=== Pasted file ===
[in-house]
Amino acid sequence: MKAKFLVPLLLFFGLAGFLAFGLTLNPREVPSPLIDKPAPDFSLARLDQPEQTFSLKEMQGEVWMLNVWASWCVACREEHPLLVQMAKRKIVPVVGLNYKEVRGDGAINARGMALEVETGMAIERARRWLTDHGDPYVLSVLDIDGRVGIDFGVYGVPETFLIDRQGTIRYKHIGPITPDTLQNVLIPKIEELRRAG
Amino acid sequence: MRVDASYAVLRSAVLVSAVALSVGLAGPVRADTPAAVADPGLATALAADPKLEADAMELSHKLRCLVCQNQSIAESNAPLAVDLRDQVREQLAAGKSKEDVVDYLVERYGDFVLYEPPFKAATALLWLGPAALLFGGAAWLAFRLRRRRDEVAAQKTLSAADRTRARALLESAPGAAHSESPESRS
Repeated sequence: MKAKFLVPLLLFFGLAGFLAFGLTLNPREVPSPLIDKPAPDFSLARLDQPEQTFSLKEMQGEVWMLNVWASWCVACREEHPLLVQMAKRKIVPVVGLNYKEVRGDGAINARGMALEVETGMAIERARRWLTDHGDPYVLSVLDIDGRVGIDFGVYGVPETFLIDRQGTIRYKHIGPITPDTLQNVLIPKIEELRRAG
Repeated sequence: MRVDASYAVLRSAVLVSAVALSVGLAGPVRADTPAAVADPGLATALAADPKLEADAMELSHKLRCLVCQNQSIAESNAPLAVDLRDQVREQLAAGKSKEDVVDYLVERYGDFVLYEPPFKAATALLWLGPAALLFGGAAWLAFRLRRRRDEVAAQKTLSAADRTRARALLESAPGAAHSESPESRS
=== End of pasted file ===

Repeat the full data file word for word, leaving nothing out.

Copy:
[in-house]
Amino acid sequence: MKAKFLVPLLLFFGLAGFLAFGLTLNPREVPSPLIDKPAPDFSLARLDQPEQTFSLKEMQGEVWMLNVWASWCVACREEHPLLVQMAKRKIVPVVGLNYKEVRGDGAINARGMALEVETGMAIERARRWLTDHGDPYVLSVLDIDGRVGIDFGVYGVPETFLIDRQGTIRYKHIGPITPDTLQNVLIPKIEELRRAG
Amino acid sequence: MRVDASYAVLRSAVLVSAVALSVGLAGPVRADTPAAVADPGLATALAADPKLEADAMELSHKLRCLVCQNQSIAESNAPLAVDLRDQVREQLAAGKSKEDVVDYLVERYGDFVLYEPPFKAATALLWLGPAALLFGGAAWLAFRLRRRRDEVAAQKTLSAADRTRARALLESAPGAAHSESPESRS
Repeated sequence: MKAKFLVPLLLFFGLAGFLAFGLTLNPREVPSPLIDKPAPDFSLARLDQPEQTFSLKEMQGEVWMLNVWASWCVACREEHPLLVQMAKRKIVPVVGLNYKEVRGDGAINARGMALEVETGMAIERARRWLTDHGDPYVLSVLDIDGRVGIDFGVYGVPETFLIDRQGTIRYKHIGPITPDTLQNVLIPKIEELRRAG
Repeated sequence: MRVDASYAVLRSAVLVSAVALSVGLAGPVRADTPAAVADPGLATALAADPKLEADAMELSHKLRCLVCQNQSIAESNAPLAVDLRDQVREQLAAGKSKEDVVDYLVERYGDFVLYEPPFKAATALLWLGPAALLFGGAAWLAFRLRRRRDEVAAQKTLSAADRTRARALLESAPGAAHSESPESRS